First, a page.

# Homework Help: Velocity Dependent Potential

1. Jun 21, 2009

### CNX

1. The problem statement, all variables and given/known data

Consider a particle of mass m and charge q that moves in an E-field $\vec{E}=\frac{E_0}{r}\hat{r}$ and a uniform magnetic field $\vec{B}=B_0\hat{k}$. Find the scalar potential and show the vector potential is given by $\vec{A}=\frac{1}{2}B_0 r \hat{\theta}$. Then obtain the Lagrange equations of motion and identify the conserved quantities

2. Relevant equations

Lagrange equations

3. The attempt at a solution

Using cylindrical coords,

$$L=T-V=\frac{1}{2}m \left ( \dot{r}^2+\dot{\theta}^2+\dot{z}^2 \right) - e\phi + e\vec{v} \cdot \vec{A}$$

$$L = \frac{1}{2}m \left ( \dot{r}^2+\dot{\theta}^2+\dot{z}^2 \right) - eE_0\ln(r) + \frac{1}{2}e\dot{\theta}B_0r$$

Using the Lagrange equation,

$$0 = m\ddot{r} + eE_0\frac{1}{r} - \frac{1}{2}e\dot{\theta}B_0$$

$$0=m\ddot{\theta}$$

$$0=m\ddot{z}[/itex] Correct? 2. Jun 22, 2009 ### gabbagabbahey It took me a minute to realize that you are using $(r,\theta,z)$ as your cylindrical coordinates....ewww :yuck:.... that makes things confusing since one usually uses $\vec{r}$ to represent the position of the particle, and hence it is more natural for $r$ to be used as the spherical polar coordinate corresponding to the distance from the origin so that $\vec{r}=r\hat{r}$. In this case however, $\vec{r}=r\hat{r}+z\hat{z}$ which is not very aesthetic....but, I digress.... It is always a good idea to check your units...does the angular term in $\vec{v}=\dot{r}\hat{r}+\dot{\theta}\hat{\theta}+\dot{z}\hat{z}$ have the correct units? Looks like you have a sign error here...remember, $\vec{E}=-\vec{\nabla}}\phi$ Be careful with this equation, remember that it is a full time derivative (not a partial derivative) in the Euler-Lagrange equation: [tex]\frac{d}{dt}\frac{\partial L}{\partial \dot{\theta}}\neq m\ddot{\theta}$$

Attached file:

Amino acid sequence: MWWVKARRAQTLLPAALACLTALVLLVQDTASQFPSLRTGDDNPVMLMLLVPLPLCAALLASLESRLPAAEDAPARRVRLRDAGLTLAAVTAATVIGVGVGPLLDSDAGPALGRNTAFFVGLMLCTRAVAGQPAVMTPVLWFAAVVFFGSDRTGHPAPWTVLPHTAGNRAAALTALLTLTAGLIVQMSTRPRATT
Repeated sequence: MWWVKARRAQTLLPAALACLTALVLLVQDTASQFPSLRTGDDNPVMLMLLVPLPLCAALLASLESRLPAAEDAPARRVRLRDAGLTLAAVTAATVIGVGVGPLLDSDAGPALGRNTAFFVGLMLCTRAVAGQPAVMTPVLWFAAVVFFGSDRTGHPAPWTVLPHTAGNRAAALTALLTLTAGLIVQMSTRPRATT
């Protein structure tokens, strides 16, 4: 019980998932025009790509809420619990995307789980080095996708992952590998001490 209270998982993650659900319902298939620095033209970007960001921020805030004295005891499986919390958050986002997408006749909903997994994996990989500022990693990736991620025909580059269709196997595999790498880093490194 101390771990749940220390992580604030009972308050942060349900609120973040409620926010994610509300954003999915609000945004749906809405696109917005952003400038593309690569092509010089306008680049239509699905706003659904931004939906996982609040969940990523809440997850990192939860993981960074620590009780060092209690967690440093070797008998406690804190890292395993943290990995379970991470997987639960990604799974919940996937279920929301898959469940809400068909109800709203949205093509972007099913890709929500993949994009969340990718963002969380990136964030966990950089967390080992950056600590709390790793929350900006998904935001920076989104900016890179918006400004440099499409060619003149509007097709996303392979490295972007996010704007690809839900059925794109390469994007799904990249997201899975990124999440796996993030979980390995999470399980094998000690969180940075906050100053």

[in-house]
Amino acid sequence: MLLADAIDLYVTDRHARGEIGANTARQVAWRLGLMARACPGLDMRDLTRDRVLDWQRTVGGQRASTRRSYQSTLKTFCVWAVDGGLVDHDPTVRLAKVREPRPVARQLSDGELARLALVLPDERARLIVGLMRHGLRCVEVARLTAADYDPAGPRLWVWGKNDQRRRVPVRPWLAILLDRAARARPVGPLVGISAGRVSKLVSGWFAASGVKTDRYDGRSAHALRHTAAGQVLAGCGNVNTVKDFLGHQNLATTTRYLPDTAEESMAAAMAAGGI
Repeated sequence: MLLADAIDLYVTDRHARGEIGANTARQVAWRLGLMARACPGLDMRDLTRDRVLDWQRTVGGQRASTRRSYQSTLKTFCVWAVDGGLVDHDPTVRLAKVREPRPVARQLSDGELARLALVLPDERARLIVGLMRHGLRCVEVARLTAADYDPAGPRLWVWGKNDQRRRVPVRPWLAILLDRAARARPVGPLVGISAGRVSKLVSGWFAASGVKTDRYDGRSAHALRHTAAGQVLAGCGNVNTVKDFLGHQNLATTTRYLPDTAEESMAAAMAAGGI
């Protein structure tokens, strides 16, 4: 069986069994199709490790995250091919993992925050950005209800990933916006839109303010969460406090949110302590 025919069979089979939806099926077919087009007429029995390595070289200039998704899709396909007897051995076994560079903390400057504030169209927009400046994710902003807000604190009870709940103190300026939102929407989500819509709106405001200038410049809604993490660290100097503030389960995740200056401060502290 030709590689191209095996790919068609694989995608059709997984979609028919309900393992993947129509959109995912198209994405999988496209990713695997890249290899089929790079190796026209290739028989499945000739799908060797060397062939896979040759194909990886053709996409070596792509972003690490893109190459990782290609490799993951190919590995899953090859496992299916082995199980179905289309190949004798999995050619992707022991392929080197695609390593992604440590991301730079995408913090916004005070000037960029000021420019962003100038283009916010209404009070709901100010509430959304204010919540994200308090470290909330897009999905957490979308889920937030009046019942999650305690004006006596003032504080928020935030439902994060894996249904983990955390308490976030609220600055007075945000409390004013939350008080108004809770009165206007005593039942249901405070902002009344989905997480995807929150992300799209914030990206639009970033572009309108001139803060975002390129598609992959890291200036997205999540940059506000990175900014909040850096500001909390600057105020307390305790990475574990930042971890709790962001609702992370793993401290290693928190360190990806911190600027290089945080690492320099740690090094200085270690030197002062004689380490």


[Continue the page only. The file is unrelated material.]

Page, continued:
Last edited: Jun 22, 2009
3. Jun 23, 2009

### CNX

My attempt at corrections (Note the change in coordinate labels):

Using cylindrical coords $(\rho, \theta, z)$,

$$L=T-V=\frac{1}{2}m \left ( \dot{\rho}^2+\rho\dot{\theta}^2+\dot{z}^2 \right) - e\phi + e\vec{v} \cdot \vec{A}$$

$$L = \frac{1}{2}m \left ( \dot{\rho}^2+\rho\dot{\theta}^2+\dot{z}^2 \right) + eE_0\ln(\rho) + \frac{1}{2}e\dot{\theta}B_0 \rho^2$$

Using the Lagrange equation,

$$0 = m\ddot{\rho} - m\rho\ddot{\theta}^2 - eE_0\frac{1}{\rho} - e\dot{\theta}B_0\rho$$

$$0=m\rho^2 \ddot{\theta} + 2m\rho\dot{\rho}\dot{\theta} + e B_0\rho\dot{\rho}$$

$$0=m\ddot{z}[/itex] Last edited: Jun 23, 2009 4. Jun 23, 2009 ### gabbagabbahey Surely you meant to put some brackets in there: [tex]L=T-V=\frac{1}{2}m \left ( \dot{\rho}^2+(\rho\dot{\theta})^2+\dot{z}^2 \right) - e\phi + e\vec{v} \cdot \vec{A}$$

$$L = \frac{1}{2}m \left ( \dot{\rho}^2+(\rho\dot{\theta})^2+\dot{z}^2 \right) + eE_0\ln(\rho) + \frac{1}{2}e\dot{\theta}B_0 \rho^2$$

The first one should be:

$$0 = m\ddot{\rho} - m\rho\dot{\theta}^2 - eE_0\frac{1}{\rho} - e\dot{\theta}B_0\rho$$

Other than that everything looks good .....You can double check your answers by comparing them to what you get from the Lorentz Force law; you should get the same equations of motion.

How about the conserved quantities....what are you getting for those?

5. Jun 23, 2009

### CNX

Thanks. Wouldn't $\dot{z}$ be the conserved quantity?

6. Jun 23, 2009

### gabbagabbahey

Sure, the axial component of the velocity ( $\dot{z}$ ) or the axial momentum ( $p_z=m\dot{z}$ ) is conserved, but is that the only conserved quantity?....How does one typically go about finding the conserved quantities in Lagrangian or Hamiltonian dynamics?

7. Jun 24, 2009

### CNX

Thanks I got them